There is growing evidence that exposure to the elevated levels of ambient air particular matter (PM) may play a role on the onset of many neurodegenerative diseases. Epidemiological data have shown a decrease in cognitive and learning capabilities for children in areas with high concentration of PM in the air. Data also indicate correlation between high air concentration of PM and amyloid ? deposition and senile plaque formation. Ultrafine and sometimes fine PM is proven to be transported to the brain either through olfactory nerve path or through systemic circulation;direct evidence and underlying biological mechanism of PM effects on central nervous system diseases remain elusive. Recently, it was discovered that particulate matter contains environmentally persistent free radicals (EPFR), stabilized on the particles and reactive towards hydroxyl radical formation. The proposed project is working under the hypothesis that upon translocation of PM to brain, EPFRs present on the ambient air PM generate hydroxyl radicals in a cyclic redox process. OH radicals induce oxidative stress, damage blood-brain barrier and result in a chronic inflammation condition. One of the biggest challenges to study the ambient air PM in biomedical research is the large variation in the sample composition. Ambient air PM samples are very complex and composed of many chemical compounds and many metals. In addition, samples collected on different days vary significantly in their composition. As a result it is very difficult to establih a correlation between specific component and the observed biological effects. In this exploratory research we are going to develop a model particle that would contain a specific component (EPFR) in a controlled way. We will compare the effects invoked by the model particles with collected ambient air PM based on varying EPFR concentration. This exploratory project will be completed through the following aims: (i) establishing a model of particles with different EPFR speciation and comparing them with ambient air PM. We will evaluate generation of hydroxyl radicals by both synthetic PM and ambient air PM (ii) Analysis of the biological effects of EPFRs (model and ambient air) on the cerebrovascular endothelium in in vitro experiments;(iii) Observation of the EPFR effects on cerebrovascular system and behavioral dysfunction in in vivo experiments. This exploratory proposal is intended to provide extensive preliminary data for the future R01 submission on the effect of the presence of EPFR in the ambient particulate matter on the integrity of the blood-brain barrier and development of neurodegenerative diseases.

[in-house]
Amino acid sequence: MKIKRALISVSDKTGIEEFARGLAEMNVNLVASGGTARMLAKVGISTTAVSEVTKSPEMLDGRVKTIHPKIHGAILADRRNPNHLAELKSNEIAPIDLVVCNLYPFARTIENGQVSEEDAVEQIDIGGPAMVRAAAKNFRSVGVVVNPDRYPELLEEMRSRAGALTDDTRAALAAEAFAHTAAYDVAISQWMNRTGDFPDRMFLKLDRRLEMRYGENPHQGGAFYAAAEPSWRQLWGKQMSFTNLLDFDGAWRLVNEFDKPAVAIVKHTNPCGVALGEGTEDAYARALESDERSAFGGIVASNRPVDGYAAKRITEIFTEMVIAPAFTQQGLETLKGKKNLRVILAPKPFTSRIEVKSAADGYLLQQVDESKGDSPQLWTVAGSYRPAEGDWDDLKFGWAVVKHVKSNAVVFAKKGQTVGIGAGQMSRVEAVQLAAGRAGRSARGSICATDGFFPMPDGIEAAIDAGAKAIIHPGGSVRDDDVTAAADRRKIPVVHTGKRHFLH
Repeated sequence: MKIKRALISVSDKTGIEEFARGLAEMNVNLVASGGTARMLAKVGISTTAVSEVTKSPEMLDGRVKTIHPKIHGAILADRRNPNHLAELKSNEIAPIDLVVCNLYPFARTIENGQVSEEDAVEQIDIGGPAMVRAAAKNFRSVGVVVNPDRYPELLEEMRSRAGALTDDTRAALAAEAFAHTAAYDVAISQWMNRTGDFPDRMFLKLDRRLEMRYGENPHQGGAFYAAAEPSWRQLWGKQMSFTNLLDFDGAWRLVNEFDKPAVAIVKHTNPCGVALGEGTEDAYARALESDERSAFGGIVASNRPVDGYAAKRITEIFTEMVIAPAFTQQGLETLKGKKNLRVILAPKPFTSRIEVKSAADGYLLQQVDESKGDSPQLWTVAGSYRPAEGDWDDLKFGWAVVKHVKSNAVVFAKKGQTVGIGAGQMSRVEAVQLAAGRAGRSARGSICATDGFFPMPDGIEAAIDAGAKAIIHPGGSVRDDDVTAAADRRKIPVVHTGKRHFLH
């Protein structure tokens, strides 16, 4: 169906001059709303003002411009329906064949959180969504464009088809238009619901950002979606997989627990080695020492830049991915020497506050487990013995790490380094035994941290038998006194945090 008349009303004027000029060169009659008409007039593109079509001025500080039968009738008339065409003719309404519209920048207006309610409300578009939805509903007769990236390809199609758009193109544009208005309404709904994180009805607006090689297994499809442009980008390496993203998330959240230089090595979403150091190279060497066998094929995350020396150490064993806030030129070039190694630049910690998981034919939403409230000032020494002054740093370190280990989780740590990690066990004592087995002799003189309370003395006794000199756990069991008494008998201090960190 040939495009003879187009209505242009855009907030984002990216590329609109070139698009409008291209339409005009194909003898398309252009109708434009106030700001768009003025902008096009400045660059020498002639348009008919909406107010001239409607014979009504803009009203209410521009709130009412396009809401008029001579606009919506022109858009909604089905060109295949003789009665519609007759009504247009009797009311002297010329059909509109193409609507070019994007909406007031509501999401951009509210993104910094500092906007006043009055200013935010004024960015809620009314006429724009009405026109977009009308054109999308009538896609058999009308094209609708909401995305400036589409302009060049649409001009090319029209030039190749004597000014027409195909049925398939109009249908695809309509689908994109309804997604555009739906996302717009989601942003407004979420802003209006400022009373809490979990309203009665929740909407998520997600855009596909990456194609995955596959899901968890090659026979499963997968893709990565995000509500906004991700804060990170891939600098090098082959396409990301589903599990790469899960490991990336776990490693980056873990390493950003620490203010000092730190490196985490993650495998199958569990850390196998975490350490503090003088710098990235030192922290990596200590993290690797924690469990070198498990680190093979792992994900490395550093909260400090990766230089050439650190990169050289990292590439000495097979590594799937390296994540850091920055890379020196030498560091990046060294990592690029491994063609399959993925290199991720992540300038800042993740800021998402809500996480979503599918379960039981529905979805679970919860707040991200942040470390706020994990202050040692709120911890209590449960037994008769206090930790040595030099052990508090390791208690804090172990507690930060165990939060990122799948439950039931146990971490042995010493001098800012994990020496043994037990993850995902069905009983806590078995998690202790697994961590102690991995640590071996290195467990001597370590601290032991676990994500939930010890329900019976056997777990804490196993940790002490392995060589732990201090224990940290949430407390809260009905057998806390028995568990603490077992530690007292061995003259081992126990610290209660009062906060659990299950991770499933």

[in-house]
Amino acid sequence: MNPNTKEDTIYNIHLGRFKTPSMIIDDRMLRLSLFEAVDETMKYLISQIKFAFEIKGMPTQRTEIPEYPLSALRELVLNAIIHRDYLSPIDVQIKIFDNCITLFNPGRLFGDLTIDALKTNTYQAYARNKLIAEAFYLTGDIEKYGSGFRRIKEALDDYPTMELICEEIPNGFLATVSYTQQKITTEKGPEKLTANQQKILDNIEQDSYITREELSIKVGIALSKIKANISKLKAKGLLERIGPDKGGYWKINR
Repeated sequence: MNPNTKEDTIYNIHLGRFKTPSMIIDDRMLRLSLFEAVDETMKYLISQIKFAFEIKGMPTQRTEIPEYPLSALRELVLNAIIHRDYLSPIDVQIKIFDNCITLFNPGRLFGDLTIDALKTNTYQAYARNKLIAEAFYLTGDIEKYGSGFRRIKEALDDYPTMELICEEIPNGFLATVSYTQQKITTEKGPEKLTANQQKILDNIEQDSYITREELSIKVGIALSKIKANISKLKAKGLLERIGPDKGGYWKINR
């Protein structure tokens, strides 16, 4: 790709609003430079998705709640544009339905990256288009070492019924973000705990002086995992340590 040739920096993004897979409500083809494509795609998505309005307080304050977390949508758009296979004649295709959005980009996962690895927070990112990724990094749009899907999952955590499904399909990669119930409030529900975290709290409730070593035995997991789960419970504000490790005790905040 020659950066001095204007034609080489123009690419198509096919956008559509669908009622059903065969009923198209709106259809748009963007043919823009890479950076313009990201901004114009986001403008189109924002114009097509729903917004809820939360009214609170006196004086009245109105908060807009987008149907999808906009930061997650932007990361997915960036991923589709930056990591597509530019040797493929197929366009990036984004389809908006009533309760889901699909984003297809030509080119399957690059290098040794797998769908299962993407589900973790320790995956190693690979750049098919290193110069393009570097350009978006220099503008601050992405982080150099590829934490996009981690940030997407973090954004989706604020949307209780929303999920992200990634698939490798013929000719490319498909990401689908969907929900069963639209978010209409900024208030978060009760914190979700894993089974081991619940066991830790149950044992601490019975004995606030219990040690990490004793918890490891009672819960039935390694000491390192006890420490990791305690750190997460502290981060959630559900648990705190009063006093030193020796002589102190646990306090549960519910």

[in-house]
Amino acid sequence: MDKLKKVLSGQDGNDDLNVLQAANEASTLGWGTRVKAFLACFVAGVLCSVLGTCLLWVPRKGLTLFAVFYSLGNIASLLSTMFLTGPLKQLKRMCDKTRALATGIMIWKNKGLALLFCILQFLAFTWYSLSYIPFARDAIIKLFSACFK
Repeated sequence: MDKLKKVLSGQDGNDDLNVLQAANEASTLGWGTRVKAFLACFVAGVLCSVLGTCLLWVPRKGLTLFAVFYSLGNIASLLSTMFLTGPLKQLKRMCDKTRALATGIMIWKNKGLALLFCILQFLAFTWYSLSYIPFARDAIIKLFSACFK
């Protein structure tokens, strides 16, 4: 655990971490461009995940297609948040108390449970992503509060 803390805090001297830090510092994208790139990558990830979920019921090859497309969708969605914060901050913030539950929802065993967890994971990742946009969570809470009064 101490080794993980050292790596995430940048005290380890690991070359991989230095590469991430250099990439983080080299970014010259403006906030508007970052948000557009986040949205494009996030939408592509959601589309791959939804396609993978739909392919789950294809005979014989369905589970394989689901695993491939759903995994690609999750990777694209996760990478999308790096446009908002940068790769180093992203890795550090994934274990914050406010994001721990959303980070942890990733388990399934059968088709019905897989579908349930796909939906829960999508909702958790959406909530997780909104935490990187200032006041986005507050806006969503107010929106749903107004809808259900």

Public Health Relevance

The main objective of the exploratory research is to develop a method for evaluation of the role of Environmentally Persistent Free Radicals in ambient air particulate matter (EPFRs) exposure to the development of neurodegenerative diseases. The new method is based on the hypothesis, that EPFRs translocate with PM to the brain, generate hydroxyl radicals through redox cycling and degenerate blood-brain barrier. A correlation will be evaluated between the EPFR concentration and speciation on the ambient air PM and the markers of blood-brain barrier degeneration.

National Institute of Health (NIH)
National Institute of Environmental Health Sciences (NIEHS)
Exploratory/Developmental Grants (R21)
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Special Emphasis Panel (ZES1-LWJ-K (R))
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Kirshner, Annette G
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Louisiana State University A&M Col Baton Rouge
Schools of Arts and Sciences
Baton Rouge
United States
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Oyana, Tonny J; Lomnicki, Slawomir M; Guo, Chuqi et al. (2017) A Scalable Field Study Protocol and Rationale for Passive Ambient Air Sampling: A Spatial Phytosampling for Leaf Data Collection. Environ Sci Technol 51:10663-10673